When I want to do a print command in Python and I need to use quotation marks, I don't know how to do it without closing the string.

For instance:

print " "a word that needs quotation marks" "

But when I try to do what I did above, I end up closing the string and I can't put the word I need between quotation marks.

How can I do that?

10 Answers 10


You could do this in one of three ways:

  1. Use single and double quotes together:
    print('"A word that needs quotation marks"')
    "A word that needs quotation marks"
  1. Escape the double quotes within the string:
    print("\"A word that needs quotation marks\"")
    "A word that needs quotation marks" 
  1. Use triple-quoted strings:
    print(""" "A word that needs quotation marks" """)
    "A word that needs quotation marks" 
  • 5
    Escaping the double-quotes works, but the extra spaces you've put in are now part of the string, easily fixed by getting rid of the spaces. Similarly with triple-quoted strings - the extra spaces become part of the string, and I'm not sure how to fix this as putting the inner " next to the triple-" causes a SyntaxError – James Polley Jan 29 '12 at 2:21
  • 3
    You can avoid the SyntaxError by using single triple quotes: '''"a word"''', but now things are getting silly.. – DSM Jan 29 '12 at 2:41
  • 1
    If you have several words like this which you want to concatenate, I would use this answer. There is also a Python 3.6 specific answer given which is very readable. – glarys Jul 10 '18 at 15:56
  • 4) print('\'A word that needs quotation marks\'') – Barbaros Özhan Sep 19 '19 at 13:18

You need to escape it. (Using Python 3 print function):

>>> print("The boy said \"Hello!\" to the girl")
The boy said "Hello!" to the girl
>>> print('Her name\'s Jenny.')
Her name's Jenny.

See the python page for string literals.


Python accepts both " and ' as quote marks, so you could do this as:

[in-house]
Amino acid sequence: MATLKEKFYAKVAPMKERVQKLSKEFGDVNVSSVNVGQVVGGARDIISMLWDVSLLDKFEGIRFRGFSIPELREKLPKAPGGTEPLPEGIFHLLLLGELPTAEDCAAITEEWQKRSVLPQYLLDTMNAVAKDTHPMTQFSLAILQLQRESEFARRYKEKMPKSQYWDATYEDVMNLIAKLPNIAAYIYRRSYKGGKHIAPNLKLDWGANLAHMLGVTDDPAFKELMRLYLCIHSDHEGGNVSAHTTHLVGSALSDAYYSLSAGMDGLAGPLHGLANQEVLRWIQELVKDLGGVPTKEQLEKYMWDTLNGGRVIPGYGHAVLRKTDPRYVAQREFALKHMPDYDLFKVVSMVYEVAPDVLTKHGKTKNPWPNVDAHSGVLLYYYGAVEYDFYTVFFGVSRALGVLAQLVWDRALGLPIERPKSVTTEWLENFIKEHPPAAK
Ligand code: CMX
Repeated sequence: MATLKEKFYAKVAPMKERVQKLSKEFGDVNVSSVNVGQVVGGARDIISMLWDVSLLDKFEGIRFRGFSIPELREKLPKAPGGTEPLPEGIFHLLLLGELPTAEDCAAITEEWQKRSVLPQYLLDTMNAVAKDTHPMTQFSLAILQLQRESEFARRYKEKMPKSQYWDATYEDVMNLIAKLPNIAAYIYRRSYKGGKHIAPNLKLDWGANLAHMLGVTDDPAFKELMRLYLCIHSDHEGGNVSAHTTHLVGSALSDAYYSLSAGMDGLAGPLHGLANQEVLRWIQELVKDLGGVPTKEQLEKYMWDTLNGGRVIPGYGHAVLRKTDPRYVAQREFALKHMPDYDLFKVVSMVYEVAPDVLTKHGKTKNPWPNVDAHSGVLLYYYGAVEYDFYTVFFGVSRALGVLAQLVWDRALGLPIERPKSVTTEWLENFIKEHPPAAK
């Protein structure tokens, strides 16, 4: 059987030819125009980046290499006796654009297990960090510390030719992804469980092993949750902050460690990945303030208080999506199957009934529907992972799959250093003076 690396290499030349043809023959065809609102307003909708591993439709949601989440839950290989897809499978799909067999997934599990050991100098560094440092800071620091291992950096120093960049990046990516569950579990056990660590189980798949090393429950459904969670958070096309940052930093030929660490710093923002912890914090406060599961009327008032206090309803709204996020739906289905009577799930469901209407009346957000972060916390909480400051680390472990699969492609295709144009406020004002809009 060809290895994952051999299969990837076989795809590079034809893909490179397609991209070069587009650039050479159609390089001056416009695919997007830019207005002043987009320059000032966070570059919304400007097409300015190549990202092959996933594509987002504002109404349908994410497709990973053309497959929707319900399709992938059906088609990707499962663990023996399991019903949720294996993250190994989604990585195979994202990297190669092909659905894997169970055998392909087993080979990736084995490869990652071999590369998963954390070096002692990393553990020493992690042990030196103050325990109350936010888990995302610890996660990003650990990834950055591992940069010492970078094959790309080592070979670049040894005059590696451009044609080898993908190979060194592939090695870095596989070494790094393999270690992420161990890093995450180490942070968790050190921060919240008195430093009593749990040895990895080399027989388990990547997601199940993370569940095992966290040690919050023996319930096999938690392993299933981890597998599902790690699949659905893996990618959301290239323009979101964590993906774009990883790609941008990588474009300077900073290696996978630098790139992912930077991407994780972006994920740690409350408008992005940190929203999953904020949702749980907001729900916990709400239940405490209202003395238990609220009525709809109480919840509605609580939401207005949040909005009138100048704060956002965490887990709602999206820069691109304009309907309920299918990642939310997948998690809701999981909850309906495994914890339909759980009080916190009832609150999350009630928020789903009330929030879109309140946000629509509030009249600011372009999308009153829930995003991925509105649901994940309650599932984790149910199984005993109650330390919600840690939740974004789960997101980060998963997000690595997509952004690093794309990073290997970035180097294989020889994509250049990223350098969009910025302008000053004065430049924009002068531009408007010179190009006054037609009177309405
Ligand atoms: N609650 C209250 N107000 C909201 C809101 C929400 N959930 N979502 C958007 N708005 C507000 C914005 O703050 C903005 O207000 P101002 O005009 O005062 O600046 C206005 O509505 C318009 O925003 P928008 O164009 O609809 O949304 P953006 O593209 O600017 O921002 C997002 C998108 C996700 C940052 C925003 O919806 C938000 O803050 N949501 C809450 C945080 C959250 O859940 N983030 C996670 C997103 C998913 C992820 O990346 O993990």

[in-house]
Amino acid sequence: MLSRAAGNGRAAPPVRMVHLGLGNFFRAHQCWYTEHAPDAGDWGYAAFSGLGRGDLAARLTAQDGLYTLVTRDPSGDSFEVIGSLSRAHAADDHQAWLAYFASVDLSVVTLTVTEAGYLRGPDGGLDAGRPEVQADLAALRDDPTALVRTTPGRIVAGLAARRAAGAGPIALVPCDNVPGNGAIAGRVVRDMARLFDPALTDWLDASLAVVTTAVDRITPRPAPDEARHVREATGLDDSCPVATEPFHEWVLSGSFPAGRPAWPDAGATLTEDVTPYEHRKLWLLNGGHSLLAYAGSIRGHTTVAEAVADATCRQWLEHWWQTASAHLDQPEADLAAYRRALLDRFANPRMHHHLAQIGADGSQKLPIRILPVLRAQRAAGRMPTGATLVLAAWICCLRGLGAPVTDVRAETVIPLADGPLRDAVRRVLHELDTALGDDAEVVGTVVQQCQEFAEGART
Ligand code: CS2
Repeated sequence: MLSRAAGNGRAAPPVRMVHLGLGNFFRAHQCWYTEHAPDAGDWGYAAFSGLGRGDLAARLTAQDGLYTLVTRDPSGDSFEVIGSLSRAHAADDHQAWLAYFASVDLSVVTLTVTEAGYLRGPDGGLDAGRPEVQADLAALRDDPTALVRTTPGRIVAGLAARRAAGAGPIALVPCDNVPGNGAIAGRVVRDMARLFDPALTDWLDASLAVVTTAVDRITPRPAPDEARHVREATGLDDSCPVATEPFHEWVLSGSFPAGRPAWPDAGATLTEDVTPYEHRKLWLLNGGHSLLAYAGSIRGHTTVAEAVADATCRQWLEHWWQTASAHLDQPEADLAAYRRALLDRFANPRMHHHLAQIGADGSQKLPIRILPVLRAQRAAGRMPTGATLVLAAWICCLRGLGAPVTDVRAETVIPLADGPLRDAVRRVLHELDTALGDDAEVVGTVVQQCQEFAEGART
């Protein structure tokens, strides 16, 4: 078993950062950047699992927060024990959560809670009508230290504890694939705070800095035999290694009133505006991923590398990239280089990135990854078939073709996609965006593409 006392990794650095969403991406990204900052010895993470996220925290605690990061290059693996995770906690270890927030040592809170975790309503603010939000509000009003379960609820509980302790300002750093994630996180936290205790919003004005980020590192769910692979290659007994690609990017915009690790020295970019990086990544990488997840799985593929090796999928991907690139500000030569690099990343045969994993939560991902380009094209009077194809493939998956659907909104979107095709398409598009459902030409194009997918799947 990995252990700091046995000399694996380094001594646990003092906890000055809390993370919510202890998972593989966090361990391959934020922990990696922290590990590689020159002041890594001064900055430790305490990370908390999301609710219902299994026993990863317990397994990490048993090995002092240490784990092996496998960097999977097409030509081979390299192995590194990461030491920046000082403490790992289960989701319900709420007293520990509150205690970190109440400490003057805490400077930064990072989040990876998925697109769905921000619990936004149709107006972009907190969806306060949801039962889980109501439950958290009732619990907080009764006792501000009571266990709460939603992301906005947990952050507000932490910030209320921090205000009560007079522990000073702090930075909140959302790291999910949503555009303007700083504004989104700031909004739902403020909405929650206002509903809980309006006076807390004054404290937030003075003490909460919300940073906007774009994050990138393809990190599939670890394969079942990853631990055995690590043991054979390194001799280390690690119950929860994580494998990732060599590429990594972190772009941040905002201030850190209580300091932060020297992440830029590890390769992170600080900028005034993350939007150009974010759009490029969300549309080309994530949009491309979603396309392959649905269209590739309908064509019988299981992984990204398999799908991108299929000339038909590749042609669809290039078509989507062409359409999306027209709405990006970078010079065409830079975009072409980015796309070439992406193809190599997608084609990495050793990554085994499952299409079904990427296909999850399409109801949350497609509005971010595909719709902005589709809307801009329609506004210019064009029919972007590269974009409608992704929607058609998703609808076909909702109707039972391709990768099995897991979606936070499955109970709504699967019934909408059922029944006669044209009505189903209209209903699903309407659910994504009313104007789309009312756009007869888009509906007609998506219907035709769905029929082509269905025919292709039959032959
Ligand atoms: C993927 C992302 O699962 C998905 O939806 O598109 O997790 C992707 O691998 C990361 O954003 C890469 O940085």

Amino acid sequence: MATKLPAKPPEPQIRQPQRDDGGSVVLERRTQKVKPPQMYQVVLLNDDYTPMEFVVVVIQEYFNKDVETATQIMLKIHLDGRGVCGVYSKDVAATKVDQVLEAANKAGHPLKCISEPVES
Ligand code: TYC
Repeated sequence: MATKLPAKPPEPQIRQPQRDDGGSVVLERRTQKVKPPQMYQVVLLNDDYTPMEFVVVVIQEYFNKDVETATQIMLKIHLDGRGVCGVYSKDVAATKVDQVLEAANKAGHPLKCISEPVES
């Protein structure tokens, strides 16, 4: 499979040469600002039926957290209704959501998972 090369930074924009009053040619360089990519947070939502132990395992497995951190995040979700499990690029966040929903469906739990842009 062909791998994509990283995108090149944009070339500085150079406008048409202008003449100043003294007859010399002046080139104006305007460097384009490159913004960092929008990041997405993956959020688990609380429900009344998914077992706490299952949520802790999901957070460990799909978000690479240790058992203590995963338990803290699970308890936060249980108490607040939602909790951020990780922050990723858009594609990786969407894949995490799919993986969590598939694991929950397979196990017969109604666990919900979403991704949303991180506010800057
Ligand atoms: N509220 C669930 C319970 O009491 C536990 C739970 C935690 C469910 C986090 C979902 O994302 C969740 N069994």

>>> print '"A word that needs quotation marks"'
"A word that needs quotation marks"

Alternatively, just escape the inner "s

>>> print "\"A word that needs quotation marks\""
"A word that needs quotation marks"

Use the literal escape character \

print("Here is, \"a quote\"")

The character basically means ignore the semantic context of my next charcter, and deal with it in its literal sense.


One case which is prevalent in duplicates is the requirement to use quotes for external processes. A workaround for that is to not use a shell, which removes the requirement for one level of quoting.

os.system("""awk '/foo/ { print "bar" }' %""" % filename)

can usefully be replaced with

subprocess.call(['awk', '/foo/ { print "bar" }', filename])

(which also fixes the bug that shell metacharacters in filename would need to be escaped from the shell, which the original code failed to do; but without a shell, no need for that).

Of course, in the vast majority of cases, you don't want or need an external process at all.

with open(filename) as fh:
    for line in fh:
        if 'foo' in line:

When you have several words like this which you want to concatenate in a string, I recommend using format or f-strings which increase readability dramatically (in my opinion).

To give an example:

s = "a word that needs quotation marks"
s2 = "another word"

Now you can do

print('"{}" and "{}"'.format(s, s2))

which will print

"a word that needs quotation marks" and "another word"

As of Python 3.6 you can use:

print(f'"{s}" and "{s2}"')

yielding the same output.


in Python 3.2.2 on Windows,

print(""""A word that needs quotation marks" """) 

is ok. I think it is the enhancement of Python interpretor.


You could also try string addition: print " "+'"'+'a word that needs quotation marks'+'"'


I'm surprised nobody has mentioned explicit conversion flag yet

>>> print('{!r}'.format('a word that needs quotation marks'))
'a word that needs quotation marks'

The flag !r is a shorthand of the repr() built-in function1. It is used to print the object representation object.__repr__() instead of object.__str__().

There is an interesting side-effect though:

>>> print("{!r} \t {!r} \t {!r} \t {!r}".format("Buzz'", 'Buzz"', "Buzz", 'Buzz'))
"Buzz'"      'Buzz"'     'Buzz'      'Buzz'

Notice how different composition of quotation marks are handled differenty so that it fits a valid string representation of a Python object 2.

1 Correct me if anybody knows otherwise.

2 The question's original example " "word" " is not a valid representation in Python


This worked for me in IDLE Python 3.8.2

print('''"A word with quotation marks"''')

Triple single quotes seem to allow you to include your double quotes as part of the string.

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